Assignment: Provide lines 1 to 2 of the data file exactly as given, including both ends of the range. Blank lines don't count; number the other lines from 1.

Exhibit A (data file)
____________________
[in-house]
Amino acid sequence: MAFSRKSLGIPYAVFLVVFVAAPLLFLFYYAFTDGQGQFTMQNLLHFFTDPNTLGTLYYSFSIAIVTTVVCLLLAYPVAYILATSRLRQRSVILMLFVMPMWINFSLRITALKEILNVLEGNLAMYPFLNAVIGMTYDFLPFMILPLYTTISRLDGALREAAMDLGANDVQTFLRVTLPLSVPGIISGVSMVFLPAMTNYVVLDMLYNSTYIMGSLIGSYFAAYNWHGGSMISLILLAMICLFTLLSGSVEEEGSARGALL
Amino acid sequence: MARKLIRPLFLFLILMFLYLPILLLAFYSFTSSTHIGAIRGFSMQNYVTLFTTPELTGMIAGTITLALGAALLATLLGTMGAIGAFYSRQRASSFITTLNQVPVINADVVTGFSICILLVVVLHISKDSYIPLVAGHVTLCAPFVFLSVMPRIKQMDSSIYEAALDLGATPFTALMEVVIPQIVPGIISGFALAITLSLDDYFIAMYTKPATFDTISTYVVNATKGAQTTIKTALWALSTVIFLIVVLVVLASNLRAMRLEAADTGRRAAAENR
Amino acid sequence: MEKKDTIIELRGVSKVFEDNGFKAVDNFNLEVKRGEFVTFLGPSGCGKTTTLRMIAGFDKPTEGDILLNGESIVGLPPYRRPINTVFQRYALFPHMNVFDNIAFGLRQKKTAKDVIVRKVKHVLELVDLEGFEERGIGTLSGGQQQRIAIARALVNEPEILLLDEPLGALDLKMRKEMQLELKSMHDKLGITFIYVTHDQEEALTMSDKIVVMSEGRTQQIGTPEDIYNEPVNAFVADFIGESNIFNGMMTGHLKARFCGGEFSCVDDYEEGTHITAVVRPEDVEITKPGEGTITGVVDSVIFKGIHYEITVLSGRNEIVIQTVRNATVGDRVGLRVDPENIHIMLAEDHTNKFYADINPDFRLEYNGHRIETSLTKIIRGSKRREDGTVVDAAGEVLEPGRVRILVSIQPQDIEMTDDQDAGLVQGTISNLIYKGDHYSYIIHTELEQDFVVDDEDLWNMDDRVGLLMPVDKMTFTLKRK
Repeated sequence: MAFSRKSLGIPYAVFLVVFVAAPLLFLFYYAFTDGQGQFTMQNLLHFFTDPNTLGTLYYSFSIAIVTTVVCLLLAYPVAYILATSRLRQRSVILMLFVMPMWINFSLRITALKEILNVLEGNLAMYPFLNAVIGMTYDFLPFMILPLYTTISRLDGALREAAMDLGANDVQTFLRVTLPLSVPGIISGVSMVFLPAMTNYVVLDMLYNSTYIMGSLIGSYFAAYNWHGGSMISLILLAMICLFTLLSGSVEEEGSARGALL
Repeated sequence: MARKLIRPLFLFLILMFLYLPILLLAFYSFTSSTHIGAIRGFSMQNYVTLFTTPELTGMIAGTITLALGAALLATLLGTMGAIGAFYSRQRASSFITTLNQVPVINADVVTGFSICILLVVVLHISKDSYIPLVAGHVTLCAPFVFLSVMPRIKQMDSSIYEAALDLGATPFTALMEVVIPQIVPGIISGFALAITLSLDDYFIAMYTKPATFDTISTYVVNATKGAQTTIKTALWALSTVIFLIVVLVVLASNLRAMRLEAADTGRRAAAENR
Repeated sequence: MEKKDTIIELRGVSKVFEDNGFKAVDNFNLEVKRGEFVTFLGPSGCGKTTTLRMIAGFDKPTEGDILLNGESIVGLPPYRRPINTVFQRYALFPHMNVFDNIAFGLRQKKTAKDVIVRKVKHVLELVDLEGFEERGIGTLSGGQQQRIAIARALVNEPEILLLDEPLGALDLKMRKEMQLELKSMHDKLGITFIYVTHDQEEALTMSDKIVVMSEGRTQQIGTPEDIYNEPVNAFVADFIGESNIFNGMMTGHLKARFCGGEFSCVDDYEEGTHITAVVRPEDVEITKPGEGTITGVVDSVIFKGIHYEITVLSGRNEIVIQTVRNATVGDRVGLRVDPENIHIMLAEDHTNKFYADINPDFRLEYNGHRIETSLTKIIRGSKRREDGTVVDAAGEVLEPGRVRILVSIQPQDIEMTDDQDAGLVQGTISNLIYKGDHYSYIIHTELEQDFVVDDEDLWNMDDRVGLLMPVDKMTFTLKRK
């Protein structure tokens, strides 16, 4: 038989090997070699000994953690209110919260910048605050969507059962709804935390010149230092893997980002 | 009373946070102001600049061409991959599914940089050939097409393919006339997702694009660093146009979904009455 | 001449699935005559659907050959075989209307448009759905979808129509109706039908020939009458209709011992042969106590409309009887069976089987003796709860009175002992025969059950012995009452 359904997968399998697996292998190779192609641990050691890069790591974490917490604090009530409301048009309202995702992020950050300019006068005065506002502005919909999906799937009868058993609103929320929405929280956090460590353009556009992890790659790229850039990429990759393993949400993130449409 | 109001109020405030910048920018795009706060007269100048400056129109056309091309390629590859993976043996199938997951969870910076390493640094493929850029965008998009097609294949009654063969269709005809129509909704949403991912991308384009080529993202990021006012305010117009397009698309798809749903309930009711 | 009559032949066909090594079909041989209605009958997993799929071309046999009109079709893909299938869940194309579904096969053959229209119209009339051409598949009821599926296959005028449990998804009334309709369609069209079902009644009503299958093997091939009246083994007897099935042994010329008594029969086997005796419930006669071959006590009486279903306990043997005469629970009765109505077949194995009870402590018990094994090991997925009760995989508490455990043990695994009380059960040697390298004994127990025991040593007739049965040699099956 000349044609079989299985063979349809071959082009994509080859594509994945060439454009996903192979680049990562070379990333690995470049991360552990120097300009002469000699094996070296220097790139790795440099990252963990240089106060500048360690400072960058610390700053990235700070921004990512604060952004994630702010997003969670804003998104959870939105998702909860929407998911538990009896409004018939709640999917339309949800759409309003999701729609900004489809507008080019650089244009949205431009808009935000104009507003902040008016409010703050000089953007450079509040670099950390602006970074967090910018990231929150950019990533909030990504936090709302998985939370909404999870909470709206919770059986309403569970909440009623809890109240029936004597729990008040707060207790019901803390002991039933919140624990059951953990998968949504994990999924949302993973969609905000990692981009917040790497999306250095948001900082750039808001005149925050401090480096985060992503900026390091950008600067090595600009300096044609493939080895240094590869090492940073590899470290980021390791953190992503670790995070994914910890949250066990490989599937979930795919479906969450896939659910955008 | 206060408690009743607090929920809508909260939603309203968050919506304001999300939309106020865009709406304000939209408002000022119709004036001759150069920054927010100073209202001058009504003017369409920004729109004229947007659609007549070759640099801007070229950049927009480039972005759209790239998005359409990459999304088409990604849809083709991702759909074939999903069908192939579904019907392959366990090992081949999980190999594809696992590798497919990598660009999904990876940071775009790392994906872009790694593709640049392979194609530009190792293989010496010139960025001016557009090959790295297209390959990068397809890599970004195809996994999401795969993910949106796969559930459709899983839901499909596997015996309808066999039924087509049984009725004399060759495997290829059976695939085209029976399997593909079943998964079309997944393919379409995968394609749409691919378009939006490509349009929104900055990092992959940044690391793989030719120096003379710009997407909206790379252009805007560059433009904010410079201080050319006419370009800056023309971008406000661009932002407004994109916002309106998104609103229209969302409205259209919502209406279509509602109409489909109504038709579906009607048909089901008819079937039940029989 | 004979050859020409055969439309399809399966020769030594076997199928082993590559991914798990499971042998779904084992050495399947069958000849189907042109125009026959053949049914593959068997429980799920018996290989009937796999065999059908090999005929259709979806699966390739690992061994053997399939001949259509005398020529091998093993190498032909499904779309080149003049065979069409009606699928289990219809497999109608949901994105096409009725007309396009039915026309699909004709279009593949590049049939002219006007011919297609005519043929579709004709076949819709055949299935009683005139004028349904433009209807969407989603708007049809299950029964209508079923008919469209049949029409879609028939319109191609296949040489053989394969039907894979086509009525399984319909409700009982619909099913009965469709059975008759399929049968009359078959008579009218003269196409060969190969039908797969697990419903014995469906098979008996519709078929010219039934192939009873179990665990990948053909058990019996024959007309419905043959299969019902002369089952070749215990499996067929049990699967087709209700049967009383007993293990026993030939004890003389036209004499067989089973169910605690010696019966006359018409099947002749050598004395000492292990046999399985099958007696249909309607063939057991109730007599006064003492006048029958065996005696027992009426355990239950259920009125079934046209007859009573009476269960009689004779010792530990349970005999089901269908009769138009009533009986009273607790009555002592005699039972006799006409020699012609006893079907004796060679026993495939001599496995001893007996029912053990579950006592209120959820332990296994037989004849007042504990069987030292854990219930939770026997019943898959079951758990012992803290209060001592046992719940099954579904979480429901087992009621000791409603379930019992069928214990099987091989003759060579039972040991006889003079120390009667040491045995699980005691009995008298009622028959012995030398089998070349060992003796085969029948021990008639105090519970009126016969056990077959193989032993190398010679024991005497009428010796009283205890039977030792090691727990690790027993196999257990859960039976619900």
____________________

[in-house]
Amino acid sequence: MAFSRKSLGIPYAVFLVVFVAAPLLFLFYYAFTDGQGQFTMQNLLHFFTDPNTLGTLYYSFSIAIVTTVVCLLLAYPVAYILATSRLRQRSVILMLFVMPMWINFSLRITALKEILNVLEGNLAMYPFLNAVIGMTYDFLPFMILPLYTTISRLDGALREAAMDLGANDVQTFLRVTLPLSVPGIISGVSMVFLPAMTNYVVLDMLYNSTYIMGSLIGSYFAAYNWHGGSMISLILLAMICLFTLLSGSVEEEGSARGALL